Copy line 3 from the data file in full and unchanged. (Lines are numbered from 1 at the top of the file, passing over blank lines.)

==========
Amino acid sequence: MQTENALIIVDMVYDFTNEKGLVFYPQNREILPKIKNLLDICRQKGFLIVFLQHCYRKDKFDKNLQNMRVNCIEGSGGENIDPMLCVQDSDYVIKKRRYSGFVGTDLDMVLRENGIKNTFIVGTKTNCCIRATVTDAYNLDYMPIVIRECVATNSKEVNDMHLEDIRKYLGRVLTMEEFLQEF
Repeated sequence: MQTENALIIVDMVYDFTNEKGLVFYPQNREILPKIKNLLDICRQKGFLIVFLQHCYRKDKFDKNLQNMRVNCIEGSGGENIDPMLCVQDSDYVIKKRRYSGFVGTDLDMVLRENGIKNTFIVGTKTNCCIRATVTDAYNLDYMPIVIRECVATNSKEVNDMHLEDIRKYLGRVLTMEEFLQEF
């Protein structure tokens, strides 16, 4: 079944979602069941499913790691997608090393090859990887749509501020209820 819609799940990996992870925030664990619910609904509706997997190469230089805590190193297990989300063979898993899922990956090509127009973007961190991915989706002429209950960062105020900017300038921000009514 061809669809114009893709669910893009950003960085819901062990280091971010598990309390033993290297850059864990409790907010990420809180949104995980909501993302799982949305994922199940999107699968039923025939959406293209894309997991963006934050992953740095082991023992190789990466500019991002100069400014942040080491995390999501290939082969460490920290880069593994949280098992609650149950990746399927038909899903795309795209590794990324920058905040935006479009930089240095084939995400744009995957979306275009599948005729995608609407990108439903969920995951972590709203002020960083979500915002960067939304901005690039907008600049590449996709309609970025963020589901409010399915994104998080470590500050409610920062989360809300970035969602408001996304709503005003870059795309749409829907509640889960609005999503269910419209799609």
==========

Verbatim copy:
């Protein structure tokens, strides 16, 4: 079944979602069941499913790691997608090393090859990887749509501020209820 819609799940990996992870925030664990619910609904509706997997190469230089805590190193297990989300063979898993899922990956090509127009973007961190991915989706002429209950960062105020900017300038921000009514 061809669809114009893709669910893009950003960085819901062990280091971010598990309390033993290297850059864990409790907010990420809180949104995980909501993302799982949305994922199940999107699968039923025939959406293209894309997991963006934050992953740095082991023992190789990466500019991002100069400014942040080491995390999501290939082969460490920290880069593994949280098992609650149950990746399927038909899903795309795209590794990324920058905040935006479009930089240095084939995400744009995957979306275009599948005729995608609407990108439903969920995951972590709203002020960083979500915002960067939304901005690039907008600049590449996709309609970025963020589901409010399915994104998080470590500050409610920062989360809300970035969602408001996304709503005003870059795309749409829907509640889960609005999503269910419209799609």